depend on the CPU_F PgMode bits and will be covered last.
Table 4-1. PowerPSoC Device SRAM Availability
PowerPSoC Device
CY8CLED0xx0x
Amount of SRAM
1 KB
Number of Pages
4 Pages
To take full advantage of the paged memory architecture of
the PowerPSoC device, several registers must be used and
two CPU_F register bits must be managed. However, the
Power On Reset (POR) value for all of the paging registers
and CPU_F bits is zero. This places the PowerPSoC device
in a mode identical to PSoC devices with only 256 bytes of
SRAM. It is not necessary to understand all of the Paging
registers to take advantage of the additional SRAM available in some devices. Very simple modifications to the reset
state of the memory paging logic can be made, to begin to
take advantage of the additional SRAM pages.
The memory paging architecture consists of five areas:
■ Stack Operations
■ Interrupts
■ MVI Instructions
4.1.1
Basic Paging
The M8C is an 8-bit CPU with an 8-bit memory address bus.
The memory address bus allows the M8C to access up to
256 bytes of SRAM. To increase the amount of SRAM, the
M8C accesses memory page bits. The memory page bits
are located in the CUR_PP register and allow for selection
of one of four SRAM pages. In addition to setting the page
bits, Page mode must be enabled by setting the CPU_F[7]
bit. If Page mode is not enabled, the page bits are ignored
and all non-stack memory access is directed to Page 0.
Once Page mode is enabled and the page bits are set, all
instructions that operate on memory access the SRAM page
indicated by the page bits. The exceptions to this are the
instructions that operate on the stack and the MVI instructions: PUSH, POP, LCALL, RETI, RET, CALL, and MVI. See
the description of Stack Operations and MVI Instructions
below for a more detailed discussion.
Figure 4-1. Data Memory Organization
00h
Page 0
SRAM
256 Bytes
FFh
Page 1
SRAM
256 Bytes
Page 2
SRAM
256 Bytes
Page 3
SRAM
256 Bytes
ISR
PowerPSoC TRM, Document # 001-46778 Rev. *F
63
RAM Paging
4.1.2
Stack Operations
As mentioned previously, the paging architecture's reset
state puts the PowerPSoC in a mode that is identical to that
of a 256 byte PSoC device. Therefore, upon rest, all memory accesses will be to Page 0. The SRAM page that stack
operations will use is determined by the value of the three
least significant bits of the stack page pointer register
(STK_PP). Stack operations have no dependency on the
PgMode bits in the CPU_F register. Stack operations are
those that use the Stack Pointer (SP) to calculate their
affected address. Refer to the PSoC Designer Assembly
Language User Guide at http://www.cypress.com/psoc for
more information on all M8C instructions.
Stack memory accesses must be treated as a special case.
If they are not, the stack could be fragmented across several
pages. To prevent the stack from becoming fragmented, all
instructions that operate on the stack automatically use the
page indicated by the STK_PP register. Therefore, if a CALL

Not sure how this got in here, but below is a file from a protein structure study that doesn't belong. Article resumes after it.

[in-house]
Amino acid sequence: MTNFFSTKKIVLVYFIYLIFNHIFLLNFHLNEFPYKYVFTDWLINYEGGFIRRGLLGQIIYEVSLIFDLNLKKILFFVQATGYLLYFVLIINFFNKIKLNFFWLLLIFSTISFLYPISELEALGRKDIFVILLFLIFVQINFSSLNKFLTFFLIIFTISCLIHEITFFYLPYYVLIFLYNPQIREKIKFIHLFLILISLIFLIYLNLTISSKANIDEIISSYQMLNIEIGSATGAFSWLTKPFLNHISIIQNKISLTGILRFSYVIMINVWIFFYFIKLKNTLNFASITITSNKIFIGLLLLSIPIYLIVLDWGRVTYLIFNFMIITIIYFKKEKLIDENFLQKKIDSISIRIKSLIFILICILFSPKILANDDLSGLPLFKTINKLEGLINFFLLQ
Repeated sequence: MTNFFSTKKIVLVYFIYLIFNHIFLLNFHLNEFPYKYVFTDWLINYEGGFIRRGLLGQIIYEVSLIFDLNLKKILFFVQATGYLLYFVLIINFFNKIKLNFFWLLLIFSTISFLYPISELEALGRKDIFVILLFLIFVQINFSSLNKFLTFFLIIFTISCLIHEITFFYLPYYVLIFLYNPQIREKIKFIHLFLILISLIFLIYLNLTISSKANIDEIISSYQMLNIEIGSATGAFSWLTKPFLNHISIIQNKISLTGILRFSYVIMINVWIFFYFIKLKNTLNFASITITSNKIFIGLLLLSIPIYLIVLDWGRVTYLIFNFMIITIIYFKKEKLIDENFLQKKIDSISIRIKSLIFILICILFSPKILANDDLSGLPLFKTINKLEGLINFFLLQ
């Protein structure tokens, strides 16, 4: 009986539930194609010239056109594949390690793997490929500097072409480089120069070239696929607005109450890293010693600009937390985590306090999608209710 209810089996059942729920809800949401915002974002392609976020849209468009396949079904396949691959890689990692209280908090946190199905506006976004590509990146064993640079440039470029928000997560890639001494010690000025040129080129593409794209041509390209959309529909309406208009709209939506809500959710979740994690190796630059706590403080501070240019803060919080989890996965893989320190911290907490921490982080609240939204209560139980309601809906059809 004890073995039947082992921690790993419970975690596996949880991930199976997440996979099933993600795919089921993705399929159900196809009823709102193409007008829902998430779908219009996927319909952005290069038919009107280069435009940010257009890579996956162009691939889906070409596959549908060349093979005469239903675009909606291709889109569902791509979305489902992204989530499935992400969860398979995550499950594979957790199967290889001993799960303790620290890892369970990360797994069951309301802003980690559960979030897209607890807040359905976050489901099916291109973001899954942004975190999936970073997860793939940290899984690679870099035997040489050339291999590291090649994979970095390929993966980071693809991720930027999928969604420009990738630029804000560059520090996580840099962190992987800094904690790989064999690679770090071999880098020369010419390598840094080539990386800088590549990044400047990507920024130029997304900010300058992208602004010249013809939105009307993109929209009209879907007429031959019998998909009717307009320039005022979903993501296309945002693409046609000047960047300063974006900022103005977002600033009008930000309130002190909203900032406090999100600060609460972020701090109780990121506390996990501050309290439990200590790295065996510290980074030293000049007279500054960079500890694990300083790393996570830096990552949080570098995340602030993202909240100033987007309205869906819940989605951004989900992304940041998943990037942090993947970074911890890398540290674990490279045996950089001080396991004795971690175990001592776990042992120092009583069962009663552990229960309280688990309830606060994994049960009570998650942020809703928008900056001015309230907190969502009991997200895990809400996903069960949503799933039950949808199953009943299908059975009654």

is encountered in the program, the PowerPSoC device will
automatically push the program counter onto the stack page
indicated by STK_PP. Once the program counter is pushed,
the SRAM paging mode automatically switches back to the
pre-call mode. All other stack operations, such as RET and
POP, follow the same rule as CALL. The stack is confined to
a single SRAM page and the Stack Pointer will wrap from
00h to FFh and FFh to 00h. The user code must ensure that
the stack is not damaged due to stack wrapping.
Because the value of the STK_PP register can be changed
at any time, it is theoretically possible to manage the stack in
such a way as to allow it to grow beyond one SRAM page or
manage multiple stacks. However, the only supported use of
the STK_PP register is when its value is set prior to the first
stack operation and not changed again.
4.1.3
Interrupts
Interrupts, in a multi-page SRAM PowerPSoC device, operate the same as interrupts in a 256 byte PSoC device. However, because the CPU_F register is automatically set to
0x00 on an interrupt and because of the non-linear nature of
interrupts in a system, other parts of the PowerPSoC memory paging architecture can be affected.
Interrupts are an abrupt change in program flow. If no special action is taken on interrupts by the PowerPSoC device,
the interrupt service routine (ISR) could be thrown into
any SRAM page. To prevent this problem, the special
addressing modes for all memory accesses, except for
stack and MVI, are disabled when an ISR is entered. The
special addressing modes are disabled when the CUP_F
register is cleared. At the end of the ISR, the previous
SRAM addressing mode is restored when the CPU_F register value is restored by the RETI instruction.
64
Therefore, all interrupt service routine code will start execution in SRAM Page 0. If it is necessary for the ISR to change
to another SRAM page, it can be accomplished by changing
the values of the CPU_F[7:6] bits to enable the special
SRAM addressing modes. However, any change made to
the CUR_PP, IDX_PP, or STK_PP registers will persist after